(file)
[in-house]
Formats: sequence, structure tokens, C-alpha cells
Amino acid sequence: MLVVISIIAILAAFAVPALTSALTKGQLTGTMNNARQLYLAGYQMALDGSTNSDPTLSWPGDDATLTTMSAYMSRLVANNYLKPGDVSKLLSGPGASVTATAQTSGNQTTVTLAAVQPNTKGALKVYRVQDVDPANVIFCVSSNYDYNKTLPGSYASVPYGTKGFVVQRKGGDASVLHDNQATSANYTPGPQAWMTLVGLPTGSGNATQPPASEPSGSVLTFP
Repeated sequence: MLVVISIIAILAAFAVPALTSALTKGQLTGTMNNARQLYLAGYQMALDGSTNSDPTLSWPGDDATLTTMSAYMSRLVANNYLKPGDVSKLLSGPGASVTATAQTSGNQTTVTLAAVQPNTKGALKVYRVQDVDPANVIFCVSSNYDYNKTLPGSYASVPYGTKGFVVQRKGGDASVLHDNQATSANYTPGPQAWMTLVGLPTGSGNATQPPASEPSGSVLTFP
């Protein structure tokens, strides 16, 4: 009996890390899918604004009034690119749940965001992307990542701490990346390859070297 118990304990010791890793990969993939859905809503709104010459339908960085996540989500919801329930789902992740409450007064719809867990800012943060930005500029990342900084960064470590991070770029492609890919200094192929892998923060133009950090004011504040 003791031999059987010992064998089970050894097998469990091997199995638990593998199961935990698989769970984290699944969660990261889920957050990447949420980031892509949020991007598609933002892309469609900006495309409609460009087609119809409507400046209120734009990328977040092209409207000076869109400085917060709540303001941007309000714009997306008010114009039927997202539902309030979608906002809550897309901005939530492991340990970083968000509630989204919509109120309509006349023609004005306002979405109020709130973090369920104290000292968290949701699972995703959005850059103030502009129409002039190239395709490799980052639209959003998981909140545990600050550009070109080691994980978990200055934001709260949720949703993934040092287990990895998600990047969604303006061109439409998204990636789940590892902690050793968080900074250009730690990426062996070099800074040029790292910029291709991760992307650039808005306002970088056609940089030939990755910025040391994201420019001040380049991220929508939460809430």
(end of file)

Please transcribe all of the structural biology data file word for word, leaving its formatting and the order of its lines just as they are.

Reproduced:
[in-house]
Formats: sequence, structure tokens, C-alpha cells
Amino acid sequence: MLVVISIIAILAAFAVPALTSALTKGQLTGTMNNARQLYLAGYQMALDGSTNSDPTLSWPGDDATLTTMSAYMSRLVANNYLKPGDVSKLLSGPGASVTATAQTSGNQTTVTLAAVQPNTKGALKVYRVQDVDPANVIFCVSSNYDYNKTLPGSYASVPYGTKGFVVQRKGGDASVLHDNQATSANYTPGPQAWMTLVGLPTGSGNATQPPASEPSGSVLTFP
Repeated sequence: MLVVISIIAILAAFAVPALTSALTKGQLTGTMNNARQLYLAGYQMALDGSTNSDPTLSWPGDDATLTTMSAYMSRLVANNYLKPGDVSKLLSGPGASVTATAQTSGNQTTVTLAAVQPNTKGALKVYRVQDVDPANVIFCVSSNYDYNKTLPGSYASVPYGTKGFVVQRKGGDASVLHDNQATSANYTPGPQAWMTLVGLPTGSGNATQPPASEPSGSVLTFP
């Protein structure tokens, strides 16, 4: 009996890390899918604004009034690119749940965001992307990542701490990346390859070297 118990304990010791890793990969993939859905809503709104010459339908960085996540989500919801329930789902992740409450007064719809867990800012943060930005500029990342900084960064470590991070770029492609890919200094192929892998923060133009950090004011504040 003791031999059987010992064998089970050894097998469990091997199995638990593998199961935990698989769970984290699944969660990261889920957050990447949420980031892509949020991007598609933002892309469609900006495309409609460009087609119809409507400046209120734009990328977040092209409207000076869109400085917060709540303001941007309000714009997306008010114009039927997202539902309030979608906002809550897309901005939530492991340990970083968000509630989204919509109120309509006349023609004005306002979405109020709130973090369920104290000292968290949701699972995703959005850059103030502009129409002039190239395709490799980052639209959003998981909140545990600050550009070109080691994980978990200055934001709260949720949703993934040092287990990895998600990047969604303006061109439409998204990636789940590892902690050793968080900074250009730690990426062996070099800074040029790292910029291709991760992307650039808005306002970088056609940089030939990755910025040391994201420019001040380049991220929508939460809430």